Meditation, yoga, and other mindfulness practices are popping up in school systems nationwide—and for good reason. Studies have shown that teaching kids mindfulness practices can build students’ attentiveness, respect for fellow classmates, self control, and empathy, all while reducing stress, hyperactive behavior, ADHD symptoms, and depression. In addition, grades are shown to improve for students who participate in mindfulness programs.
Giving kids the tools to help them fend off negative thoughts and behaviors, build self-confidence, focus, and treat others and themselves with respect and appreciation is a gift they will have for the rest of their lives.
Coloring is one form of active meditation. The movement in coloring is slow, focused, and provides enough concentration to reduce random thoughts outside of the project at hand.
If your child wants to talk a lot during color time, reward them for their quiet time attempts. Reassure them you’re looking forward to hearing all about their creation once the quiet time ends.
Pay attention to the colors your child chooses. Do they tend to use the same two or three? A good discussion to incorporate into coloring meditation practice is how the colors align with the Chakras.
Guided Meditation: The Balloon
This guided meditation brings a visual component to a very simple deep breathing exercise. You can do this standing or seated.
- Relax your body and begin to take deep inhales and slow exhales through the nose.
- Start to take a slow, deep breath to fill your belly up with air, as if you’re trying to blow up a big balloon. Expand your belly as much as you can.
- Slowly let the air out of the balloon (through the nose) as you release the breath from the belly.
- Encourage your kids to feel their entire body relax each time they exhale, each time air is slowly being released from the balloon. You can even make a “hissing” noise to encourage them to slow down the exhale even more, “Like letting air out of the balloon.”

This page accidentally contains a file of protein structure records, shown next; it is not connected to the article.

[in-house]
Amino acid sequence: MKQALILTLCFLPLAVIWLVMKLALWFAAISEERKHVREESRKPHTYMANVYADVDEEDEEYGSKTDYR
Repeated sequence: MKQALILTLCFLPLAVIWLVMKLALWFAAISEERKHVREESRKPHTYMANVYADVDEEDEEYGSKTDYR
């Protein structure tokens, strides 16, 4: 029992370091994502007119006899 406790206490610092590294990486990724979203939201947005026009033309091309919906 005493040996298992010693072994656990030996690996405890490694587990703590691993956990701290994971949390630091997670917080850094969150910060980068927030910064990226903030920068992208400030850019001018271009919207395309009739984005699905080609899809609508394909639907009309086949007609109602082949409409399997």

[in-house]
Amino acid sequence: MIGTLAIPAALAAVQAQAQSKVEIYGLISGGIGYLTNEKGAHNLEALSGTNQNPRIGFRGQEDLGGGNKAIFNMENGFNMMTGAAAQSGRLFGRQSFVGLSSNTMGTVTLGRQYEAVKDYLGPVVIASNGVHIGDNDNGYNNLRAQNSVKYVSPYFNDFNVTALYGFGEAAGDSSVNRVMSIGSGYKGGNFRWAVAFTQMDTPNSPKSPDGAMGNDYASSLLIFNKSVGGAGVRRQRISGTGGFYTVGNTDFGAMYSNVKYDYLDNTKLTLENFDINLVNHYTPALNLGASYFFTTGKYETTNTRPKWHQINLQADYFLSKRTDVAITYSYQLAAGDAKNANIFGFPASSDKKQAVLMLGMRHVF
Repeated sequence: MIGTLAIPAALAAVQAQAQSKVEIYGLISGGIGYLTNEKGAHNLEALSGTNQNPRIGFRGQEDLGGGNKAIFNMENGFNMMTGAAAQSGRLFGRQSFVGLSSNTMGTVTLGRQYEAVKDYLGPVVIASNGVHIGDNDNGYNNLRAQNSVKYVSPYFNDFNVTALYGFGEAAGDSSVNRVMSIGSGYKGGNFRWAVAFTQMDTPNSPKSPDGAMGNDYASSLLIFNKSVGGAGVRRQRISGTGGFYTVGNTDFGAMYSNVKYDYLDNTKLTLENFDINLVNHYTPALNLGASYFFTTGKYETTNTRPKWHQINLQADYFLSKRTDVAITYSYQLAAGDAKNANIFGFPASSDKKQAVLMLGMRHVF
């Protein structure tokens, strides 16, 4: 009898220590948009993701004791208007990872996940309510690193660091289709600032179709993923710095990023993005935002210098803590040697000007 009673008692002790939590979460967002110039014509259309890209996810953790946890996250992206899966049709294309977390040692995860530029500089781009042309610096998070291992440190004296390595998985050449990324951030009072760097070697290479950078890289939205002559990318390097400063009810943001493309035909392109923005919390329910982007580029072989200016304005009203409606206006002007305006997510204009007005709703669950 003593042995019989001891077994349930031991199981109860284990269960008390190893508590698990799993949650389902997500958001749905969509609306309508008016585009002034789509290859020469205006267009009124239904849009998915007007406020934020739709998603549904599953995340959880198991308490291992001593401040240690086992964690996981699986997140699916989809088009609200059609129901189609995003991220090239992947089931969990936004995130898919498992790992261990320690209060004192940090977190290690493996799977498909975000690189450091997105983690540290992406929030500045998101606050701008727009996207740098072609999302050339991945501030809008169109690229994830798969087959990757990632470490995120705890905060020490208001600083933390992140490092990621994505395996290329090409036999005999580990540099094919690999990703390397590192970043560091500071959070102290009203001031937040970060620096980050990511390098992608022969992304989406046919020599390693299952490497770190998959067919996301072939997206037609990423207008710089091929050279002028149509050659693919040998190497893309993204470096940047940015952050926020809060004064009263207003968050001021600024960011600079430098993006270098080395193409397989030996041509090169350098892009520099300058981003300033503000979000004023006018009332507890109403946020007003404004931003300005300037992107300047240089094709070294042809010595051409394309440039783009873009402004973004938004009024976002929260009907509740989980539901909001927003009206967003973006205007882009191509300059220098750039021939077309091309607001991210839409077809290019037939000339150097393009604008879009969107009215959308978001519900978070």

- Continue for several minutes.
Sing and Chant Together Using Mantras
Kids love to sing. Chanting improves focus and concentration and has powerful effects on brain development. Here are a few of my go-to mantras and tips to make the most of the experience:
- The Gayatri mantra has 24 syllables, each of which is connected to a different part of the brain. It has been used to enhance intelligence and intuition. It’s also a beautiful song and a great exercise for memory.
- OM is the sound of the universe and divine intelligence: kids can connect with that! Allow your little ones to play with the tone and volume of their OM’s and go at their own pace. The sound can range from a strange and harmonious choir to the sound of different animals howling the jungle.
- Chakra toning: Hang up a chart or painting of the chakras (the body’s seven major energy centers). Point to the chakra and have them imagine the color in that area of their body. Have them chant the mantra associated with that chakra.
After toning or using mantras, ask them to keep their eyes closed for a while and notice how they feel. This is a powerful meditation tool that can help kids gain awareness of the effects of using mantras.
Making a beaded necklace or bracelet is meditative and can also make the child feel accomplished. Give these pieces of beaded art away as gifts. This practice of creating and then giving teaches the child how to show love while practicing the universal Law of Giving and Receiving.
Pranayama (Breathing Exercises)
Breath is connected to prana (life-force energy) and oxygenates every cell in our body. Pranayama has been one of the most important tools for my kids’ well-being—as well as my own sanity. It helps them when they are about to burst into a crying fit or when they are too excited to express themselves clearly. All I have to say is, “Let’s breathe,” and they know exactly what to do.
Here are a few breathing techniques that are favorites among my kids:
- Ujjayi (Victorious Breath): Explore practicing the “deep ocean sound” at the back of the throat, while taking deep belly breaths. It truly calms and settles their energy.
- Nadi Shodhana (Alternate Nostril Breath): This is said to balance the right and left hemispheres of the brain—leading to better cognitive development. I started them off with a simpler version where they hold one nostril and breathe in and out through the other, then switch sides.
- Kapalabhati (Shining Breath): They have fun watching their bellies as they push the air out of their mouths while drawing their abdomen in at the same time.
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